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I am working on a project for my final in a first year programming course at my high school. I would like to make an Arduino based data logging device that I can bring with my on the mountain biking trails around where I live to create a map. I have found a lot of great sources online but I do not have a small budget. I have an Arduino Uno and a breadboard. My first question is whether it is easy to interface between an Uno and my phone for data logging, or if it would just be easier to buy a microSD card shield? And I need help finding a GPS unit. I have no preference and size is not really a problem. I just need to know how to interface with the Uno. Also if you have any links to other sources I can use that would be greatly appreciated!

  • Perhaps start by reading about Adafruit's GPS data logging shield and see what components it has. That should give you an idea about what you need. – user10204 May 20 '15 at 20:17
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I've been looking at the same problem, and there is a lot of new stuff now that may still count as a DIY project, but cut out a lot of the leg-work.

On kickstarter there are a lot of new boards that can make it easy: Here is a ready to go GPS tracking band: https://www.kickstarter.com/projects/blipperbands/blipper-bands-safety-wherever-you-go?ref=nav_search

Spark-IO has a board that gives you 20,000 messages per month, so you could use it instead of a cellphone to send out the data. https://store.particle.io/?product=particle-electron

U-Blox makes gps higher-end consumer GPS units that are used in autonomous drones. There are also a lot of instructables that show how to do the GPS datalogging with while building a drone. These would be small enough and light enough to use while cycling.

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first questions; is it easy? Very, do it all the time. But easy to me (30+ year programmer with some embedded experience) may not mean easy to you. Seek out a local make group or friend to help guide you if you are just starting out. I would look into a simple bluetooth adapter for the arduino, they are cheap, $5 in some places like eBay. Then find or write a phone app that log bluetooth.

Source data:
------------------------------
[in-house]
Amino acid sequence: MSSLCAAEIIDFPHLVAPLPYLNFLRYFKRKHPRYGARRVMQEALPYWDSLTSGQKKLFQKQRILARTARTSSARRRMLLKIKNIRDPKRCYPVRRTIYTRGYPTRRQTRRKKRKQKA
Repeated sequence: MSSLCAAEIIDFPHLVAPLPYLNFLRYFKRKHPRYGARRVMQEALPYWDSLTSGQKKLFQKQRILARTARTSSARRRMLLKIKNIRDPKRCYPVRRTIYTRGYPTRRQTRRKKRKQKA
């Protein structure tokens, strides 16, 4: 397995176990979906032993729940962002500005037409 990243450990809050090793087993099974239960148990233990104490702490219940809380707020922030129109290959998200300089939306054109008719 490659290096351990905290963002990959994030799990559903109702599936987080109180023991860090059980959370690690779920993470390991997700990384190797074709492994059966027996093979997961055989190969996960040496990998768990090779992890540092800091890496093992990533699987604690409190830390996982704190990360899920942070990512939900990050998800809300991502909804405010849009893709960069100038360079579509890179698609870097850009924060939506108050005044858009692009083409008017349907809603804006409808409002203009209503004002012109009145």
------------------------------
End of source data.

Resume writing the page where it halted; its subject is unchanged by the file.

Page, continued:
second question; Pick a GPS unit from SparkFun or somewhere like that.

If it is a serial unit it may need need some sort of FTDI adapter, which can sometimes be just a cable (and it might not need it, depends). You really need to match the GPS with the appropriate way to hook it up and there are so many options I don't think someone will be able to cover them all. Depending on which arduino, you will use softSerial, since the hardware serial pins are probably being used by the bluetooth adapter. BTW, did this exact thing for a robot project not too long ago, work ok. I used XBees instead of bluetooth. If I did it again I would try Bluetooth as the XBee reliability wasnt very good.

Another type of connection is called I2C, and that would attach directly to Arduino UNO SDA/SCL (pins A4/A5 I think).

In both cases there are 3V and 5V devices and again you need to match things up on your own.

Now, to spoil your fun, you realize if you are carrying a phone and it is on, you are already being tracked and they are ways to view the history on the web?

In some cases it is easy to find (used to be called google tracks I think). Others are a little harder and I wont give out details, but I used to follow my ATV excursions on fire roads in the mountain all the time after I got back home.

http://junkee.com/google-maps-has-been-tracking-your-every-move-and-theres-a-website-to-prove-it/39639

Update: gps (https://www.sparkfun.com/products/11571) -> softSerial on UNO -> tx/rx -> bluetooth (http://www.ebay.com/itm/New-Slave-UART-Wireless-Bluetooth-Transeiver-RF-Module-Serial-for-Arduino-AVR-/121643226124) -> phone logging app.

I picked that bluetooth because it claims it can do 3.3v-6v - the others I looked at said 3.3V but I bet they are all the same. Technically, you probably do not even need the arduino in the middle, but said you wanted to learn.

  • I am very aware about my phone and would be using it, but it is meant to be a project to learn about the use of Arduino. But thank you! – William Jestes May 19 '15 at 21:49

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